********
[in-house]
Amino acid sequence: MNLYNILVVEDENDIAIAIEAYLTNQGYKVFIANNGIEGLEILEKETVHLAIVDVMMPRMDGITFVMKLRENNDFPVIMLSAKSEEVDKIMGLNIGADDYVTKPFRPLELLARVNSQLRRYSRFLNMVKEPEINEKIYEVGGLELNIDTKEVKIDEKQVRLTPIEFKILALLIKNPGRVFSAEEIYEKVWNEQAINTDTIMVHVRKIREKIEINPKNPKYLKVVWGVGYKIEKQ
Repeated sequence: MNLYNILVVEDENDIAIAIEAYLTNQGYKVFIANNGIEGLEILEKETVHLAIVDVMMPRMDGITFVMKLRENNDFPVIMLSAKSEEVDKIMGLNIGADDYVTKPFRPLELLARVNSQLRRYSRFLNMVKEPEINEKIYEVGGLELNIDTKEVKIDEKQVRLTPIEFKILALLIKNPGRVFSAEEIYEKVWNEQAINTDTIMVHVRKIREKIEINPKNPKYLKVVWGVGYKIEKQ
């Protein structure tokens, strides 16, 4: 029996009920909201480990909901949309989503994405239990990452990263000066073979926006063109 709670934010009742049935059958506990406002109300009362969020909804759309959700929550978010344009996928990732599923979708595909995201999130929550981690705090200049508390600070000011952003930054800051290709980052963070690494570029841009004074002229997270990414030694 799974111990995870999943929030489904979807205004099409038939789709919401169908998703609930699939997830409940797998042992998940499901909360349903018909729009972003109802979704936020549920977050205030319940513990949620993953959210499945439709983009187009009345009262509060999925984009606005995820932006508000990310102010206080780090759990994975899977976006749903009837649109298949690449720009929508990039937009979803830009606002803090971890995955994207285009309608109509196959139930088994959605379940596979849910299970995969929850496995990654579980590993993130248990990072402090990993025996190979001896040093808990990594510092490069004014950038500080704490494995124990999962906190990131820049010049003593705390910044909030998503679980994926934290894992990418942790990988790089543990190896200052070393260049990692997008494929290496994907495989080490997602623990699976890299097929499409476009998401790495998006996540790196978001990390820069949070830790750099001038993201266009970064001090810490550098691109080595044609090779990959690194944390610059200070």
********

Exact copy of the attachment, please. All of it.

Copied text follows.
[in-house]
Amino acid sequence: MNLYNILVVEDENDIAIAIEAYLTNQGYKVFIANNGIEGLEILEKETVHLAIVDVMMPRMDGITFVMKLRENNDFPVIMLSAKSEEVDKIMGLNIGADDYVTKPFRPLELLARVNSQLRRYSRFLNMVKEPEINEKIYEVGGLELNIDTKEVKIDEKQVRLTPIEFKILALLIKNPGRVFSAEEIYEKVWNEQAINTDTIMVHVRKIREKIEINPKNPKYLKVVWGVGYKIEKQ
Repeated sequence: MNLYNILVVEDENDIAIAIEAYLTNQGYKVFIANNGIEGLEILEKETVHLAIVDVMMPRMDGITFVMKLRENNDFPVIMLSAKSEEVDKIMGLNIGADDYVTKPFRPLELLARVNSQLRRYSRFLNMVKEPEINEKIYEVGGLELNIDTKEVKIDEKQVRLTPIEFKILALLIKNPGRVFSAEEIYEKVWNEQAINTDTIMVHVRKIREKIEINPKNPKYLKVVWGVGYKIEKQ
């Protein structure tokens, strides 16, 4: 029996009920909201480990909901949309989503994405239990990452990263000066073979926006063109 709670934010009742049935059958506990406002109300009362969020909804759309959700929550978010344009996928990732599923979708595909995201999130929550981690705090200049508390600070000011952003930054800051290709980052963070690494570029841009004074002229997270990414030694 799974111990995870999943929030489904979807205004099409038939789709919401169908998703609930699939997830409940797998042992998940499901909360349903018909729009972003109802979704936020549920977050205030319940513990949620993953959210499945439709983009187009009345009262509060999925984009606005995820932006508000990310102010206080780090759990994975899977976006749903009837649109298949690449720009929508990039937009979803830009606002803090971890995955994207285009309608109509196959139930088994959605379940596979849910299970995969929850496995990654579980590993993130248990990072402090990993025996190979001896040093808990990594510092490069004014950038500080704490494995124990999962906190990131820049010049003593705390910044909030998503679980994926934290894992990418942790990988790089543990190896200052070393260049990692997008494929290496994907495989080490997602623990699976890299097929499409476009998401790495998006996540790196978001990390820069949070830790750099001038993201266009970064001090810490550098691109080595044609090779990959690194944390610059200070």